Today we are going to look at Compass Minerals International, Inc. (NYSE:CMP) to see whether it might be an attractive investment prospect. Specifically, we're going to calculate its Return On Capital Employed (ROCE), in the hopes of getting some insight into the business.
Firstly, we'll go over how we calculate ROCE. Next, we'll compare it to others in its industry. Then we'll determine how its current liabilities are affecting its ROCE.
Return On Capital Employed (ROCE): What is it?
ROCE measures the 'return' (pre-tax profit) a company generates from capital employed in its business. Generally speaking a higher ROCE is better. Ultimately, it is a useful but imperfect metric. Author Edwin Whiting says to be careful when comparing the ROCE of different businesses, since 'No two businesses are exactly alike.
How Do You Calculate Return On Capital Employed?
Analysts use this formula to calculate return on capital employed:
Return on Capital Employed = Earnings Before Interest and Tax (EBIT) ÷ (Total Assets - Current Liabilities)
Or for Compass Minerals International:
0.07 = US$143m ÷ (US$2.3b - US$278m) (Based on the trailing twelve months to September 2019.)
Therefore, Compass Minerals International has an ROCE of 7.0%.
Is Compass Minerals International's ROCE Good?
ROCE can be useful when making comparisons, such as between similar companies. Using our data, Compass Minerals International's ROCE appears to be significantly below the 9.8% average in the Metals and Mining industry. This could be seen as a negative, as it suggests some competitors may be employing their capital more efficiently. Aside from the industry comparison, Compass Minerals International's ROCE is mediocre in absolute terms, considering the risk of investing in stocks versus the safety of a bank account. It is possible that there are more rewarding investments out there.
You can click on the image below to see (in greater detail) how Compass Minerals International's past growth compares to other companies.
When considering ROCE, bear in mind that it reflects the past and does not necessarily predict the future. Companies in cyclical industries can be difficult to understand using ROCE, as returns typically look high during boom times, and low during busts. This is because ROCE only looks at one year, instead of considering returns across a whole cycle. Given the industry it operates in, Compass Minerals International could be considered cyclical. Future performance is what matters, and you can see analyst predictions in our free report on analyst forecasts for the company.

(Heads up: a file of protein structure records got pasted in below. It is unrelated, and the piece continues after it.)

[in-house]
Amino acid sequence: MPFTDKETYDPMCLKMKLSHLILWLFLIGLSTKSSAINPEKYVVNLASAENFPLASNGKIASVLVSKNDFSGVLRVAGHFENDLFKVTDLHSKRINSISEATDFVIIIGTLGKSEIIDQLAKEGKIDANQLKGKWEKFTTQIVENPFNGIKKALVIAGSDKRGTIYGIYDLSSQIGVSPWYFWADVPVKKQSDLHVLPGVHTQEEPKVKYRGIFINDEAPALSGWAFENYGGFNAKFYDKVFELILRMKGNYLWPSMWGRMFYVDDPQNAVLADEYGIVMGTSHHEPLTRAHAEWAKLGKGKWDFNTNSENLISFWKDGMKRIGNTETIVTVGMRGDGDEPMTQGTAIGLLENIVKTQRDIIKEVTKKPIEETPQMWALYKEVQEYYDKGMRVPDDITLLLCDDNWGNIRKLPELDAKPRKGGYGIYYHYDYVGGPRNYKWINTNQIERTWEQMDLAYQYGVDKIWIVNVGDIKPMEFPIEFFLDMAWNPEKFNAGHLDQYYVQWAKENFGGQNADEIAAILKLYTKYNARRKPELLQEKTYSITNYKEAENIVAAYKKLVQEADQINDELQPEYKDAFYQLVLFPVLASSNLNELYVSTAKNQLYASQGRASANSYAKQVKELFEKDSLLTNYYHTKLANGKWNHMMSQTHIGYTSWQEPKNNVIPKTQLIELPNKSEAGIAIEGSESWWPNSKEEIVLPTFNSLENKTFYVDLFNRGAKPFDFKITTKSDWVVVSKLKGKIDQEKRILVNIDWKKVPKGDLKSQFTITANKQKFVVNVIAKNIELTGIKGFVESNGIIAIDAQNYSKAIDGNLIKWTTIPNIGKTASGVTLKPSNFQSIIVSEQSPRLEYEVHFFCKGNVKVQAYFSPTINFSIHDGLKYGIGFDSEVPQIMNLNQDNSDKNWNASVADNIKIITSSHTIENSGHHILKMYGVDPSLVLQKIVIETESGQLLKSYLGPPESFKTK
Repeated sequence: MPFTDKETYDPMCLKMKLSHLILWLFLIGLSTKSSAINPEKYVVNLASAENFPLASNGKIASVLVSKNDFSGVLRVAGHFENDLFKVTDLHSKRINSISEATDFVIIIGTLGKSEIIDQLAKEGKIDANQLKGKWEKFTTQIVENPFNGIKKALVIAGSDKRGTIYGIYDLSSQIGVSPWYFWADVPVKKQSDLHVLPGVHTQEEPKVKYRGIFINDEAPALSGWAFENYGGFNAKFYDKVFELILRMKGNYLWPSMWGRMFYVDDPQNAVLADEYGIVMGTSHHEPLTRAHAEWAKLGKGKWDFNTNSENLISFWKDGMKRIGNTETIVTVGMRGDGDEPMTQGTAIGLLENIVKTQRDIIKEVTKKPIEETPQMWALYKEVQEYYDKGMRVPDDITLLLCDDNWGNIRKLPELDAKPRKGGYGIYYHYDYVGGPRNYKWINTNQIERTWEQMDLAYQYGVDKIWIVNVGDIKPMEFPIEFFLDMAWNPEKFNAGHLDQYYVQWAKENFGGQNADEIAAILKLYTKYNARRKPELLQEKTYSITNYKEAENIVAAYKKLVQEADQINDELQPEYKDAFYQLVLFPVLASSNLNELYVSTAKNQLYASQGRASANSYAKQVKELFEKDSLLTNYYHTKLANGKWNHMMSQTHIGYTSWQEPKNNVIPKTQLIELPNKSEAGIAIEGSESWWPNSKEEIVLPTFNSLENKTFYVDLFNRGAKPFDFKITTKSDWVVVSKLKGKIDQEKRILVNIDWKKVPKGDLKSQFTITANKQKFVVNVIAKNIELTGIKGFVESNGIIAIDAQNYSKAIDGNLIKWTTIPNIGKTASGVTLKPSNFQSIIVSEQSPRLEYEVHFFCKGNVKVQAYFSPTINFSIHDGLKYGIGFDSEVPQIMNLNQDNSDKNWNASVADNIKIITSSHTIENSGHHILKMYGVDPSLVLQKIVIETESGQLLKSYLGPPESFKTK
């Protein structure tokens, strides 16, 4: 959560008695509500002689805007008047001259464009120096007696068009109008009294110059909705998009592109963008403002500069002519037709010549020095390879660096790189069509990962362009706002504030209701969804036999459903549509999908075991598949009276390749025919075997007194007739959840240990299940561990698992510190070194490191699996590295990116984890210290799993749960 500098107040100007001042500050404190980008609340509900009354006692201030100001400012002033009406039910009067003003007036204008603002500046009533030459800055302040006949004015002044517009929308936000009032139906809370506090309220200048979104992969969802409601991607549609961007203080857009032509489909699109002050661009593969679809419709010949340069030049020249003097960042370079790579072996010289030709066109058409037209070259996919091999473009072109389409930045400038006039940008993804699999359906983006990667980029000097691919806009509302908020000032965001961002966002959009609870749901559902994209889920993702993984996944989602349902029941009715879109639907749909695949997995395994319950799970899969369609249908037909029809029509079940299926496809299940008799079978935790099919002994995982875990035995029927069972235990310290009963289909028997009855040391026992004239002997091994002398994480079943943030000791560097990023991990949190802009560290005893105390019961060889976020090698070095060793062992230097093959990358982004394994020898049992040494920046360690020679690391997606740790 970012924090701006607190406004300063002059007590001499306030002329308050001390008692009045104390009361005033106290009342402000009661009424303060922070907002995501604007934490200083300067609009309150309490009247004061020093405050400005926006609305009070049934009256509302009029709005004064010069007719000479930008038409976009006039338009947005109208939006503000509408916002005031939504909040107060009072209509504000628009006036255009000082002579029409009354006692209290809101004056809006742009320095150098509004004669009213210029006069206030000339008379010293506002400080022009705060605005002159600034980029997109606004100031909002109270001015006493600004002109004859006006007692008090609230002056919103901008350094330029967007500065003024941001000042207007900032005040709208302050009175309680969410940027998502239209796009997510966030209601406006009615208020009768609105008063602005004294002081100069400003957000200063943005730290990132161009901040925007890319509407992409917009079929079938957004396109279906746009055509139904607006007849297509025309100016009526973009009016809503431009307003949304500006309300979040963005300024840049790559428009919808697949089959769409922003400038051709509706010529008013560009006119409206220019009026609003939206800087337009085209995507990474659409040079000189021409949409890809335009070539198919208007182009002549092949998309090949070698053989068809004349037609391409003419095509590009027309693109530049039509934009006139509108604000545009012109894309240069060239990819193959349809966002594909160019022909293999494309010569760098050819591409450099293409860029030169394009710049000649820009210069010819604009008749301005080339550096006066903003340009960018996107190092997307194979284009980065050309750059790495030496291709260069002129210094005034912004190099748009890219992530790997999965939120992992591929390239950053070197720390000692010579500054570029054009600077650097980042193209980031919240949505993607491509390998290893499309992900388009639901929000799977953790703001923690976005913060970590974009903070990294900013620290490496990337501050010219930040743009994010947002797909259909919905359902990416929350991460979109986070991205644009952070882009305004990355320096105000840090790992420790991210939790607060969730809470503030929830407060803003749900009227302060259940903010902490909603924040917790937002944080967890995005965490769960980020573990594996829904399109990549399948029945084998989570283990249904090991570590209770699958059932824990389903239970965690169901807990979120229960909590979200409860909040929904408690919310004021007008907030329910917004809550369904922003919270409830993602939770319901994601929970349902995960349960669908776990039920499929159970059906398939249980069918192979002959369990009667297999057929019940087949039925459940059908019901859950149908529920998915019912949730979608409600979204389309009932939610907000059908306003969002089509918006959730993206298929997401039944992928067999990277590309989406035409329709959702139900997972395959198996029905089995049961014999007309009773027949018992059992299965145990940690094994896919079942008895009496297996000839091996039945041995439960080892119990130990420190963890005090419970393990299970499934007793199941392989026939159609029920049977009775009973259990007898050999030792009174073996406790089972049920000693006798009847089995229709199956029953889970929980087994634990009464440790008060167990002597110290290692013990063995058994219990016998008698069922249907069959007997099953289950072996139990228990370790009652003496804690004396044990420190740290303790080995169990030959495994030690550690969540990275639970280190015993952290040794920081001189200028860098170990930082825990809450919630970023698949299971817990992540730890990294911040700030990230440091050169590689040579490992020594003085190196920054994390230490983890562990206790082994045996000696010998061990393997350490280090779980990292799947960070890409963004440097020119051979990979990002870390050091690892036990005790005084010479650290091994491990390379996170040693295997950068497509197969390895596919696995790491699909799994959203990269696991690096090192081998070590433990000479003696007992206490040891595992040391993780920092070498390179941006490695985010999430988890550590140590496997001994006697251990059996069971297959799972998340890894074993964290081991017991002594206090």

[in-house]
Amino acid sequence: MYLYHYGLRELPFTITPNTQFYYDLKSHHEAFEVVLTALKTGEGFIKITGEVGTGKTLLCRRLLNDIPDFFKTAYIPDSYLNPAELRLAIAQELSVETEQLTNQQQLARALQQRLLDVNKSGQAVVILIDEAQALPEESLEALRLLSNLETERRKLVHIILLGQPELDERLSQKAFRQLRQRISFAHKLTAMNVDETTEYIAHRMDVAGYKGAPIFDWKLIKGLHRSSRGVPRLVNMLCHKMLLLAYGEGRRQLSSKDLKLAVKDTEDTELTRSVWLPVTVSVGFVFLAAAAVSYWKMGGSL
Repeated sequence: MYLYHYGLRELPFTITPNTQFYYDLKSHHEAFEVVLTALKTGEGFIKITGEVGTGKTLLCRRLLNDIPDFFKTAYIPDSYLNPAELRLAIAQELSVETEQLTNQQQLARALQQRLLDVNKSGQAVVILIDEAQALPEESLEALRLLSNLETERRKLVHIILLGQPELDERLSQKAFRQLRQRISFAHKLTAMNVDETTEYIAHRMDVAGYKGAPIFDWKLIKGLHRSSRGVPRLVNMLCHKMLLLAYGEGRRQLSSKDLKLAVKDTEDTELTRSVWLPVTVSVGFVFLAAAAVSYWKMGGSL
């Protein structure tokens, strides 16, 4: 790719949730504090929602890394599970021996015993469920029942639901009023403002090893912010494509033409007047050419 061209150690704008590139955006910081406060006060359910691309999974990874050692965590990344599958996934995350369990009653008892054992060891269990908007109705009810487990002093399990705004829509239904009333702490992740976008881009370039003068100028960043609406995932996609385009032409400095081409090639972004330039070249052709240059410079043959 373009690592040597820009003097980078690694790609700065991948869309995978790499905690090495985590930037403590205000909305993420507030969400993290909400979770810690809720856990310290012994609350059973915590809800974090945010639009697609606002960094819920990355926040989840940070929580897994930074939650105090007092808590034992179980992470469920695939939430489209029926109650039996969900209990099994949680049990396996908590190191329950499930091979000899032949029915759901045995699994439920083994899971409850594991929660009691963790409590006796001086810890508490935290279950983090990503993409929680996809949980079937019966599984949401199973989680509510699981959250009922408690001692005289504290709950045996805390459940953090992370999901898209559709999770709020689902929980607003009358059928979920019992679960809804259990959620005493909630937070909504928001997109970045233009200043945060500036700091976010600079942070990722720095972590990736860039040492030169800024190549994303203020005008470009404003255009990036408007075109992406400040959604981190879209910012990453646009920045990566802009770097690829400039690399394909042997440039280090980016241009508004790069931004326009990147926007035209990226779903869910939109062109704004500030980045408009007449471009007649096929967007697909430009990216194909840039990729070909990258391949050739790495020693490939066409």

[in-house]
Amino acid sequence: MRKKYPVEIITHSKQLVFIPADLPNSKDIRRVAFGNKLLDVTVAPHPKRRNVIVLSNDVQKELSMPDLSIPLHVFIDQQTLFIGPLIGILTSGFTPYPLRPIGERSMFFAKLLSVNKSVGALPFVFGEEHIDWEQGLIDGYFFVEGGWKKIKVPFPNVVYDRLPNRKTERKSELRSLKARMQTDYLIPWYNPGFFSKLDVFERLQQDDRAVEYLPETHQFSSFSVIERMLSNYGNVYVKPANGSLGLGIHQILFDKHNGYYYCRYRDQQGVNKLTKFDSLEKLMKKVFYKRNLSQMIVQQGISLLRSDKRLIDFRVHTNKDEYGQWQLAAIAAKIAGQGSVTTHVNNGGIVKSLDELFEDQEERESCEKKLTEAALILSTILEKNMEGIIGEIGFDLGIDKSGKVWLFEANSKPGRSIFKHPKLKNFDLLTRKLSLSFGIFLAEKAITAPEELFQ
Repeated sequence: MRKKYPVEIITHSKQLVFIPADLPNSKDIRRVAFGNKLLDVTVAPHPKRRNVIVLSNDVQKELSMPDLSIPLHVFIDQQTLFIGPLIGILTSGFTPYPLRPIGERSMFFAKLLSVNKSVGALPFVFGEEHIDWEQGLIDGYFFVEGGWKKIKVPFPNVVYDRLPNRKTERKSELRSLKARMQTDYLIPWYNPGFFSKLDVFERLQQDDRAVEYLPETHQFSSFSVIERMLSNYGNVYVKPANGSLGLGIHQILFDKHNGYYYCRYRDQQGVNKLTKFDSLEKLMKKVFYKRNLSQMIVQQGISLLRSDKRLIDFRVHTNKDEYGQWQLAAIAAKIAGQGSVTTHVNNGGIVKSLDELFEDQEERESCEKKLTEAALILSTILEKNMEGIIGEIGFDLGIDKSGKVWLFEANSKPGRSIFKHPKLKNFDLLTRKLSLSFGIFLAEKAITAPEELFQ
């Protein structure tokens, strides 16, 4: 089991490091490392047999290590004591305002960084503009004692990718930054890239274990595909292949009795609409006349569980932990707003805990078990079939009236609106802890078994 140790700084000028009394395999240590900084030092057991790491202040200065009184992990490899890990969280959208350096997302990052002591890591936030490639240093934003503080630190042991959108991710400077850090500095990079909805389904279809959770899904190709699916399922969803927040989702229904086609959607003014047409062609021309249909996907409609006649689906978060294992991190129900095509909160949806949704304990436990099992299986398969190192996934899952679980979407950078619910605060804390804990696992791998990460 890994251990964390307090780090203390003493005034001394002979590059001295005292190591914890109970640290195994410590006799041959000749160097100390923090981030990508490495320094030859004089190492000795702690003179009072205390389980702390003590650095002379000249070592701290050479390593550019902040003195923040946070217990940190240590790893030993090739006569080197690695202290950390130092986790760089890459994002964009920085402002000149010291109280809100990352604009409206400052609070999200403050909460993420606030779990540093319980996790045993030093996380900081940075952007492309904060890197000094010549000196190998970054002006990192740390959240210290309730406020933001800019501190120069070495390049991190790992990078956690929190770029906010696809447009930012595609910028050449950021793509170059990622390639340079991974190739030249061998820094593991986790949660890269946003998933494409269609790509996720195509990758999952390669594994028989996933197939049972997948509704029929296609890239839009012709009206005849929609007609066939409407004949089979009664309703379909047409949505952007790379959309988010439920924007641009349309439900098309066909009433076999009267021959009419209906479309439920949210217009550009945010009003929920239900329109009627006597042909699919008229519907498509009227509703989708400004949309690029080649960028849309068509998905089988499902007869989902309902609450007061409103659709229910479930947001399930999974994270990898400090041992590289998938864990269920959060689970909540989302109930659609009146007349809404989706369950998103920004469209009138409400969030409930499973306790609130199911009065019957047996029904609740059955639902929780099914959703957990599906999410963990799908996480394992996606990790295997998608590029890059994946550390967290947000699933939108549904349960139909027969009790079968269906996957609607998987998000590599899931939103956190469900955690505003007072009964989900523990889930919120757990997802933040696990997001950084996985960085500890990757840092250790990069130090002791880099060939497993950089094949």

Do Compass Minerals International's Current Liabilities Skew Its ROCE?
Liabilities, such as supplier bills and bank overdrafts, are referred to as current liabilities if they need to be paid within 12 months. Due to the way ROCE is calculated, a high level of current liabilities makes a company look as though it has less capital employed, and thus can (sometimes unfairly) boost the ROCE. To counteract this, we check if a company has high current liabilities, relative to its total assets.
Compass Minerals International has total liabilities of US$278m and total assets of US$2.3b. Therefore its current liabilities are equivalent to approximately 12% of its total assets. It is good to see a restrained amount of current liabilities, as this limits the effect on ROCE.
The Bottom Line On Compass Minerals International's ROCE
With that in mind, we're not overly impressed with Compass Minerals International's ROCE, so it may not be the most appealing prospect. Of course, you might also be able to find a better stock than Compass Minerals International. So you may wish to see this free collection of other companies that have grown earnings strongly.
For those who like to find winning investments this free list of growing companies with recent insider purchasing, could be just the ticket.
If you spot an error that warrants correction, please contact the editor at email@example.com. This article by Simply Wall St is general in nature. It does not constitute a recommendation to buy or sell any stock, and does not take account of your objectives, or your financial situation. Simply Wall St has no position in the stocks mentioned.
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